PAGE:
10 Recommendations for Your New e-Reader
Monday, December 26, 2011
Well, according to everything we've read (mostly from the Amazon News Corps), something like 112% of humanity just received some sort of digital e-reader thing for the holidays.
In the off-chance you're one of them: congratulations! If there's one thing that eBooks are great for, it is enabling the discovery of new and wonderful books, books you never would've stumbled upon otherwise.
To help get you started, here are ten great books that we've found recently - and never would have, if it weren't for our digital toys.
Black Wings (edited by ST Joshi). PS Publishing, one of the UK's finest small presses, stuck its theoretical toes in the digital water in 2011. As well as a series of e-shorts and e-tales (novella reprints and original shorts), they've re-released several of their anthologies in the digital format. This is a great way to find hard to get books for a very reasonable price. And Black Wings, which earned well-deserved nominations for a zillion awards, is a corker - some of the best contemporary Lovecraftian fiction in decades. (£3.99 from the publisher)
"The Cop on the Corner" by David Goodis. Or any of the other noir short stories on Munsey's. The site collects old pulp fiction - out of copyright and out of print. There are some amazing titles on there (also some complete rubbish). Like Project Gutenberg, the organisation (or lack thereof) can be a little daunting. It is better for searching than browsing. But be prepared to lose hours in early Goodis, Willeford, Howard, Craig... etc., etc. (The site is great for old SF as well.) (Free)
The Cultural Gutter (edited by The Cultural Gutter team). E-readers are a great way of catching up on the longer essays and blog posts from your favorite sites, and The Cultural Gutter have made it easy. Their book collects fifty of the best articles from this website devoted to "thoughtful articles about disreputable art". Topics include James Gurney, Stephen King's Dark Tower series, Georgette Heyer, Twilight, Batman and mummies. Also? Amazing design work - check out all the gorgeous diagrams. (Between "free" and "almost free" depending on format.)
Last Call by Tim Powers. The Gollancz-powered SF Gateway is bringing a half-century's worth of great science fiction and fantasy back to readers. There's now no excuse for having not read books like Powers' Last Call (easily one of the best fantasies ever written - like American Gods with teeth), Frank Herbert's Dune (much more portable in digital format) or Pat Cadigan's Mindplayers (still as edgy and perception-bending today as it was when first published). Granted, the concept of the gateway has a touch of the Lovecraftian about it as well. This is expressed by a few resurrected horrors from John Norman and Piers Anthony, shambling through the portal, goozing slime and blinking at the light of day. (Currently most books are £2.99 in all formats)
Masterpieces of Mystery in Four Volumes (edited by Joseph Lewis French). Project Gutenberg is the greatest thing ever - the only hard part is knowing where to start. This four volume set (originally from 1922) of classic short stories is a good beginning. Divided into four topics (from "Detection" to "Ghost Stories"), the series brings together Poe, Doyle and Collins, as well as Machen, Twain, Hearn, Blackwood and James. A great grounding in genre classics. (Free)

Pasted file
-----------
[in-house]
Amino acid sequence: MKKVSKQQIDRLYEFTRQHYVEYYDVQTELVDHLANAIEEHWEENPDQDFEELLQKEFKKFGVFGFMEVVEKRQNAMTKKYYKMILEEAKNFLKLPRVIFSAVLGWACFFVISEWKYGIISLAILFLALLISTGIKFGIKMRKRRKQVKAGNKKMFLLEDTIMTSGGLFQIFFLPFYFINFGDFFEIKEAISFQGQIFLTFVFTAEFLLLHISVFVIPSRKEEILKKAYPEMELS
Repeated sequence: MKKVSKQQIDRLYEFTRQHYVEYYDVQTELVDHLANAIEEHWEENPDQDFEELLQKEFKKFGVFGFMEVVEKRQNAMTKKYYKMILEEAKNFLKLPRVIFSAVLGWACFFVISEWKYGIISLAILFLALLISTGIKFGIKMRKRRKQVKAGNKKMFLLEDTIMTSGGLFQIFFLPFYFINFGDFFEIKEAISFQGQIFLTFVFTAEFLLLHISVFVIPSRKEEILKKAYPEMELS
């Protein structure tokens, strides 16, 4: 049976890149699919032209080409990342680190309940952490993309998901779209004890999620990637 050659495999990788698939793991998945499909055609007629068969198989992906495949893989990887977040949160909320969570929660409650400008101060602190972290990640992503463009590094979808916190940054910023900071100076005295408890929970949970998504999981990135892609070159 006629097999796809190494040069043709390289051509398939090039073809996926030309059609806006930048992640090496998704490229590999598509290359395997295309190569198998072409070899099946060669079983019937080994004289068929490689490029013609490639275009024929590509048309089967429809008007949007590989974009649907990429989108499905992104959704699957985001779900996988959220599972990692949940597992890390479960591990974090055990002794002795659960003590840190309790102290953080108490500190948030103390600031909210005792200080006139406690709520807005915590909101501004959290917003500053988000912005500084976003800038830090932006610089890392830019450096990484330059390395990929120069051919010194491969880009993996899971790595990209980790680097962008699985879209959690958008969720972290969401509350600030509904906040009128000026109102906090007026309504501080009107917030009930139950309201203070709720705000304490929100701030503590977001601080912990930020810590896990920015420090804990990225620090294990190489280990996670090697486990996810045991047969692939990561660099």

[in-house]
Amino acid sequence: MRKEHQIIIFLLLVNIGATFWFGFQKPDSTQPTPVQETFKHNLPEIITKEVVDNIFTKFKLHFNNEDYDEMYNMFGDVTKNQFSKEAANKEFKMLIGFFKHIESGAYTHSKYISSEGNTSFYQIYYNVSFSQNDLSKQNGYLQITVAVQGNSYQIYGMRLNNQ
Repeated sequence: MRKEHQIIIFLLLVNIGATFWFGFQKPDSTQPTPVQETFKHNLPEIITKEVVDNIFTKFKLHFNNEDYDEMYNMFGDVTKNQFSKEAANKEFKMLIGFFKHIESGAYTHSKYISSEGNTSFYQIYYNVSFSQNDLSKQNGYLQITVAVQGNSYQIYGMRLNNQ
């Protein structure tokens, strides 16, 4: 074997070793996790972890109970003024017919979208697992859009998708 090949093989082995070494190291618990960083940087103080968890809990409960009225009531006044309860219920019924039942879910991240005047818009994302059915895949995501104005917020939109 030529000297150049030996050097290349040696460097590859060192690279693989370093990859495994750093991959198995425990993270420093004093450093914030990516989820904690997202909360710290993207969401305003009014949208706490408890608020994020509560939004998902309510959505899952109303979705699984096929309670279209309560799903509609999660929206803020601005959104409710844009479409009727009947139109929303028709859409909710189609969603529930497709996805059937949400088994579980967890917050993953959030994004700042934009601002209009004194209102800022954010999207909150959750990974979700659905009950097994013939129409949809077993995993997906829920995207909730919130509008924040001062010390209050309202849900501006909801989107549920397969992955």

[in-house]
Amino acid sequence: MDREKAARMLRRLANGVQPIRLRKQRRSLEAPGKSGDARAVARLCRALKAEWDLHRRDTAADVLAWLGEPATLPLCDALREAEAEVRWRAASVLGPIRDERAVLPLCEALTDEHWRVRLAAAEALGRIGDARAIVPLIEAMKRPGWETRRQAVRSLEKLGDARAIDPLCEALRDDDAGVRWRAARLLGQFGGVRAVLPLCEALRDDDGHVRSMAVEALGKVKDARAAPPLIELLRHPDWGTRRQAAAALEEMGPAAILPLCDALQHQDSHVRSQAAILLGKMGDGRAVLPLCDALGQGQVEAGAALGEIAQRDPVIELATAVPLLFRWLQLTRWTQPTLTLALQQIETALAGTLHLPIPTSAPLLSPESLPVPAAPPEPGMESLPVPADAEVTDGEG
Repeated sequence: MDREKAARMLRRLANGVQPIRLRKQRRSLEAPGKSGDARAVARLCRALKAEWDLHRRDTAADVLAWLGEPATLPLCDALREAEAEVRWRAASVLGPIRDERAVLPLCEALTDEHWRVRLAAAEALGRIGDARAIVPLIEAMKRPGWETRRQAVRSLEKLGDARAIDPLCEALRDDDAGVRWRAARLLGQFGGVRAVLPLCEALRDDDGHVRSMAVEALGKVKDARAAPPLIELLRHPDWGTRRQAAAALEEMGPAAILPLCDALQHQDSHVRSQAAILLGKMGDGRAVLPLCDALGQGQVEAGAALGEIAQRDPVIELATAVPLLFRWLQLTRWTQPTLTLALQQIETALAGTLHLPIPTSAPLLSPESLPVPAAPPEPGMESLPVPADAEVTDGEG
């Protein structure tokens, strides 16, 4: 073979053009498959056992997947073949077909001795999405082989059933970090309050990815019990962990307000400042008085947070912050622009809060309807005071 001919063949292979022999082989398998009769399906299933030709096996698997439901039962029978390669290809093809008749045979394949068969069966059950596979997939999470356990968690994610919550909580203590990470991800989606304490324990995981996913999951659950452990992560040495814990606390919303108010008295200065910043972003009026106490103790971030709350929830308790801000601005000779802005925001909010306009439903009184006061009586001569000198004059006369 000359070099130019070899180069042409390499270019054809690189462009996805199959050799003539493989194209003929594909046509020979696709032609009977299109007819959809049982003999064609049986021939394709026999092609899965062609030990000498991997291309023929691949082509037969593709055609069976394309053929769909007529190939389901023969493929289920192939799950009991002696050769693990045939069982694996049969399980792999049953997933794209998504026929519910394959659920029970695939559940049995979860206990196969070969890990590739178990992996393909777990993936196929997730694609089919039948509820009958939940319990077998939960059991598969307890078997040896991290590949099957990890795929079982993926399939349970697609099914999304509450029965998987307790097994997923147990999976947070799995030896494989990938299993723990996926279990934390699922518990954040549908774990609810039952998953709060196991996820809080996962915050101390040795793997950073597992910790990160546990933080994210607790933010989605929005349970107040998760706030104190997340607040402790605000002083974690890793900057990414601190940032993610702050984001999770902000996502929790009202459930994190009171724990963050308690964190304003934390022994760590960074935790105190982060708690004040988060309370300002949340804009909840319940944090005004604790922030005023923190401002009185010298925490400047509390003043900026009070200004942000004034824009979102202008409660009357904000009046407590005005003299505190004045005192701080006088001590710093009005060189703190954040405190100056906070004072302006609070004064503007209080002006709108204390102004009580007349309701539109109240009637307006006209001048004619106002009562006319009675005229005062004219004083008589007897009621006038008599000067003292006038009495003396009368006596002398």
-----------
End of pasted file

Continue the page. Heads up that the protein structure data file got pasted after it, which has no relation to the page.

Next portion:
Paintwork by Tim Maughan. A stonking collection of three near-future SF stories that prove that cyberpunk isn't dead - just quietly installing system updates. We've reviewed "Havana Augmented" in the past, but really, augmented reality war-robot-gaming-motorcycle-battle-things on the streets of Cuba? What else is there to say? (£2.14 through Amazon or Wizard's Tower)
Pandemonium: Stories of the Apocalypse (edited by us). It'd actually be a little disingenuous not to plug our own book. The goal with "Panda" was to create an anthology that we'd like to read, and since we succeeded, it belongs on the list. 18 original tales of the end of the world, from award-winners, Pornokitsch favorites and amazing debut writers - Lauren Beukes, Jon Courtenay Grimwood, Sophia McDougall, Scott K. Andrews, Archie Black, Tom Pollock, etc. etc. (£2.49 via Amazon)
A Princess of Mars by Edgar Rice Burroughs. Just think about this as self-defense. Burroughs has just gone out of copyright. That, coupled with the upcoming movie(s) means that 2012 will be the year of the Burroughs. Barsoom and Tarzan will be everywhere. Granted, movie tie-in covers are pretty foxy (Taylor Kitsch) and plether-bound limited editions always look good on a shelf, but, as of now, you already have all the actual content for free. Kind of fun, isn't it? (Free)
The Reef by Mark Charan Newton. Another early work from a now-established name. The Reef is a wonderful little New Weird scamper - a group of "freelance explorers" trying to solve a mystery, topple an empire and raise a really, really big squid. Digitisation allows readers access to these lost early works. Although less than six years old, the book was already impossible to find before Tor re-released it as an eBook. (£1.59 on Amazon)
Thy Kingdom Come by Simon Morden. I know I recommend this one a lot, but this collection of post-Apocalyptic vignettes is absolutely amazing. Mr. Morden's just signed another deal with Orbit, and has gone from "name to watch" to "name that's out there". This book, one of his early works, goes a long way towards explaining why he's so impressive - they combine the imagination with emotional power, telling a sweeping SF story with a sequence of character-driven narratives. (Free from the author's site.)